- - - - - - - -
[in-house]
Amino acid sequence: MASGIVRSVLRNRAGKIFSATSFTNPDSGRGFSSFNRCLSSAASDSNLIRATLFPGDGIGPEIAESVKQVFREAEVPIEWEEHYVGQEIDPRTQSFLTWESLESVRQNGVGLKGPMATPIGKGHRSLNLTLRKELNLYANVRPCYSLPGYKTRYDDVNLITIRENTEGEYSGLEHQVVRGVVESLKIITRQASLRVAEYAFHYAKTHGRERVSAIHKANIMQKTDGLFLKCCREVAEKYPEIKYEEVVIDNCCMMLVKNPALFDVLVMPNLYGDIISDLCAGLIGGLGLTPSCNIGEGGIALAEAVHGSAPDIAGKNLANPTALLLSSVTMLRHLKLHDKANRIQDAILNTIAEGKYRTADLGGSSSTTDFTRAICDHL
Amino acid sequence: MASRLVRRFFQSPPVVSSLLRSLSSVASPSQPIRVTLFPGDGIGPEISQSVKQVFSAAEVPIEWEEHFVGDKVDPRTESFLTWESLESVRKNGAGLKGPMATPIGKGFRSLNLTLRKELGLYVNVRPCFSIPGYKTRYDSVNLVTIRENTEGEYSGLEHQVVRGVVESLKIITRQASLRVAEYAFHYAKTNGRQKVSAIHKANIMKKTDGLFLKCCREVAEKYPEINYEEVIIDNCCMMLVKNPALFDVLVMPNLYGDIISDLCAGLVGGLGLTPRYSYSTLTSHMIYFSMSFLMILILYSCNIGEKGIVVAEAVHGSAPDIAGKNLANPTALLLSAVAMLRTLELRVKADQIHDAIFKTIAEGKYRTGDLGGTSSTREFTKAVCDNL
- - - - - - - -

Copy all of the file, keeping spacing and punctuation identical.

[in-house]
Amino acid sequence: MASGIVRSVLRNRAGKIFSATSFTNPDSGRGFSSFNRCLSSAASDSNLIRATLFPGDGIGPEIAESVKQVFREAEVPIEWEEHYVGQEIDPRTQSFLTWESLESVRQNGVGLKGPMATPIGKGHRSLNLTLRKELNLYANVRPCYSLPGYKTRYDDVNLITIRENTEGEYSGLEHQVVRGVVESLKIITRQASLRVAEYAFHYAKTHGRERVSAIHKANIMQKTDGLFLKCCREVAEKYPEIKYEEVVIDNCCMMLVKNPALFDVLVMPNLYGDIISDLCAGLIGGLGLTPSCNIGEGGIALAEAVHGSAPDIAGKNLANPTALLLSSVTMLRHLKLHDKANRIQDAILNTIAEGKYRTADLGGSSSTTDFTRAICDHL
Amino acid sequence: MASRLVRRFFQSPPVVSSLLRSLSSVASPSQPIRVTLFPGDGIGPEISQSVKQVFSAAEVPIEWEEHFVGDKVDPRTESFLTWESLESVRKNGAGLKGPMATPIGKGFRSLNLTLRKELGLYVNVRPCFSIPGYKTRYDSVNLVTIRENTEGEYSGLEHQVVRGVVESLKIITRQASLRVAEYAFHYAKTNGRQKVSAIHKANIMKKTDGLFLKCCREVAEKYPEINYEEVIIDNCCMMLVKNPALFDVLVMPNLYGDIISDLCAGLVGGLGLTPRYSYSTLTSHMIYFSMSFLMILILYSCNIGEKGIVVAEAVHGSAPDIAGKNLANPTALLLSAVAMLRTLELRVKADQIHDAIFKTIAEGKYRTGDLGGTSSTREFTKAVCDNL